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Who should I intend when giving the closing salams of the prayer?

Answered as per Shafi'i Fiqh by Qibla.com

Answered by Shaykh Hamza Karamali, SunniPath Academy Teacher

We end the salah by saying al-salaamu `alaykum to the right and then to the left. My question is: who exactly are we saying salam to? I learned in the SunniPath Introductory Arabic course that the kum in al-salamu `alaykum indicates the plural form. Does that mean that this form of the salam is specific to the group prayer?

In the Name of Allah, Most Gracious, Most Merciful

n the Name of Allah, Most Merciful and Compassionate

The Law: What to Intend When Saying the Closing Salams

The salams are legislated in order to conclude the prayer, and one is not required to specifically intend anyone when saying them. In other words, if one doesn’t intend anyone at all, one’s prayer has been validly completed.

It is, however, recommended to intend all the angels, and all the Muslim jinn and Muslim humans who are on one’s right side when giving first salam, and to intend all the angels, and all the Muslim jinn and Muslim humans who are on one’s left side when giving the second salam. [1]

Shaykh Muhammad b. `Abdullah al-Turmusi–a late Indonesian Shafi`i scholar–elaborated,

The salam is not exclusive to those who are actually present: it encompasses everyone on one’s right side [h: when giving salams to the right, and everyone on one’s left side when giving salams to the left], even if far, all the way to the furthest point of the world. [2]

It is recommended for a worshiper to make this intention whether he/she is praying individually or in a group. [3]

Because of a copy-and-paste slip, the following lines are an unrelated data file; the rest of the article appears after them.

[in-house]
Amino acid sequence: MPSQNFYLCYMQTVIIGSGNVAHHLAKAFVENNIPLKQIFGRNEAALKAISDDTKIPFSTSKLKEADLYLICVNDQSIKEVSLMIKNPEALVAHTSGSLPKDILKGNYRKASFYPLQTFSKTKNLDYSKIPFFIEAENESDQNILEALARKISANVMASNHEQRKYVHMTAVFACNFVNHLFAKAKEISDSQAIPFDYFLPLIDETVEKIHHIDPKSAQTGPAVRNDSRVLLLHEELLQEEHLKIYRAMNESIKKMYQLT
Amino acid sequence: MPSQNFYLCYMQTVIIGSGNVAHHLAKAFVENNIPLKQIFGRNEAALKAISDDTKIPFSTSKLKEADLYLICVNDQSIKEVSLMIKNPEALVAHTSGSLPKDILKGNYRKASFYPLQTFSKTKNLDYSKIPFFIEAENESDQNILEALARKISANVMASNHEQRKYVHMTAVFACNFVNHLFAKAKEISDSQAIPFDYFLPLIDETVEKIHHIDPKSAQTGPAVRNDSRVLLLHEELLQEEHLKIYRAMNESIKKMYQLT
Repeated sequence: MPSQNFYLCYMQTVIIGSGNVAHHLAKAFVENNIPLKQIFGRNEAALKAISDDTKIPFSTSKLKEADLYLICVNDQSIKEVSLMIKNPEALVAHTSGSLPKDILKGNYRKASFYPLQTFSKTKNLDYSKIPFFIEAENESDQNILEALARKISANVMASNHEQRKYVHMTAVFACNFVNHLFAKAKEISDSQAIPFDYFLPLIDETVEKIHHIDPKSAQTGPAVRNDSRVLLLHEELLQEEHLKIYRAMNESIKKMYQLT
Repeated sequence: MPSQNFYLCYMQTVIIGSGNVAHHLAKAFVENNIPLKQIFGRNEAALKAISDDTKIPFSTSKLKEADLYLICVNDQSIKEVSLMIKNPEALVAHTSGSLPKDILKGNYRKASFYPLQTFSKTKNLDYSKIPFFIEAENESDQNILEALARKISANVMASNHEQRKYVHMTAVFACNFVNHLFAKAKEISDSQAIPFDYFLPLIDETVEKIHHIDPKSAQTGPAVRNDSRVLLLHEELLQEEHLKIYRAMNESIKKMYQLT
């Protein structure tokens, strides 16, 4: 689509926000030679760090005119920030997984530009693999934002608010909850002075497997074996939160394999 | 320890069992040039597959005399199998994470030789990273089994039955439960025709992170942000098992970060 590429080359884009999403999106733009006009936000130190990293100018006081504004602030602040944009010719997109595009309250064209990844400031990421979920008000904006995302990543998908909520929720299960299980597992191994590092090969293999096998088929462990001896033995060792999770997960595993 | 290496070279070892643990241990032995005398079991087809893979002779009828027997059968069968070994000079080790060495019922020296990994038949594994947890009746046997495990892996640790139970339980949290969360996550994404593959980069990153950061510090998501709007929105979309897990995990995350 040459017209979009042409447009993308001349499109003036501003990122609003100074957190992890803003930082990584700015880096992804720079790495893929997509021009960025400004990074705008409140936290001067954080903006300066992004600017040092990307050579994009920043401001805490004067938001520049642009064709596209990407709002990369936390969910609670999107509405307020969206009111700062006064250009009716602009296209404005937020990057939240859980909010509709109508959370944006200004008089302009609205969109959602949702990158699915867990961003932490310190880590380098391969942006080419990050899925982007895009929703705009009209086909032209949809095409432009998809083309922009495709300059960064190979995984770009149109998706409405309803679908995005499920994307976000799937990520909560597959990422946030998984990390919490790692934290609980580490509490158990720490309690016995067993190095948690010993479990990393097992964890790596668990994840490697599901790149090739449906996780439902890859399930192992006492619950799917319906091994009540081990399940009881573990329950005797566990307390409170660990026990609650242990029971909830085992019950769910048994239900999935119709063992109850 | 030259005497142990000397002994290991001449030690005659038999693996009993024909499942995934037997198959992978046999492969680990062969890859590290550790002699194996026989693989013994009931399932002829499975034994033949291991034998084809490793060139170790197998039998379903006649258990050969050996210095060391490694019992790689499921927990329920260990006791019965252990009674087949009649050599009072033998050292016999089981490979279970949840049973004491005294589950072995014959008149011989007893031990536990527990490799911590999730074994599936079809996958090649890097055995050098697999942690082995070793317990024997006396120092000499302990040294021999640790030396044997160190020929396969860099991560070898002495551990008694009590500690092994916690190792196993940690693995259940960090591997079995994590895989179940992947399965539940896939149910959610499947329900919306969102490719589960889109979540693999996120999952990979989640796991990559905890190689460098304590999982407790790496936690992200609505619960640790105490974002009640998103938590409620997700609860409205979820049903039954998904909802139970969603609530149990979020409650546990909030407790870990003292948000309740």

The Spirit: Being with Allah

Your eagerness to understand the point of the closing salams is commendable because it reflects a desire to pray with with focus and concentration, which is the whole point of the prayer.

One of the great masters of Islamic spirituality, Ibn `Ajiba, raised a similar question: giving salams is only legislated when meeting someone after being absent from them. One does not, for example, give salams to someone who has been in the room with one for the past hour. Why, then, does one close one’s prayer by giving salams to those around one, regardless of whether they are present or absent, and regardless of whether they were already in the room when one began one’s prayer?

He answered this question as follows,

It is as though one was absent [h: during one’s prayer] in the divine presence. Thus, when one comes out of the prayer, it is as though one has returned after being absent [h: from everything in the universe], and one therefore gives salams to people. [4]

May Allah Most High infuse our prayers with His love and reverence. Ameen. And Allah Most High knows best.


[1] Zakariyya al-Ansari, Sharh al-manhaj, Chapter: Prayer, Section: The Description of the Prayer

[2] Muhammad Mahfuz b. `Abdullah al-Turmusi, Mawhiba dhil fadl `ala sharh Ibn Hajar Muqaddima Ba Fadl, Chapter: Prayer, Section: The Sunnas of the Salam

[3] Ibid.

[4] Ahmad Ibn `Ajiba, Tafsir al-fatiha al-kabir, Section: Commentary of Iyyaka Na`budu Wa Iyyaka Nasta`in, Subsection: The Secrets of the Prayer, its Proper Manners, and its Hidden Defects

This answer was indexed from Qibla.com, which used to have a repository of Islamic Q&A answered by various scholars. The website is no longer in existence. It has now been transformed into a learning portal with paid Islamic course offering under the brand of Kiflayn.

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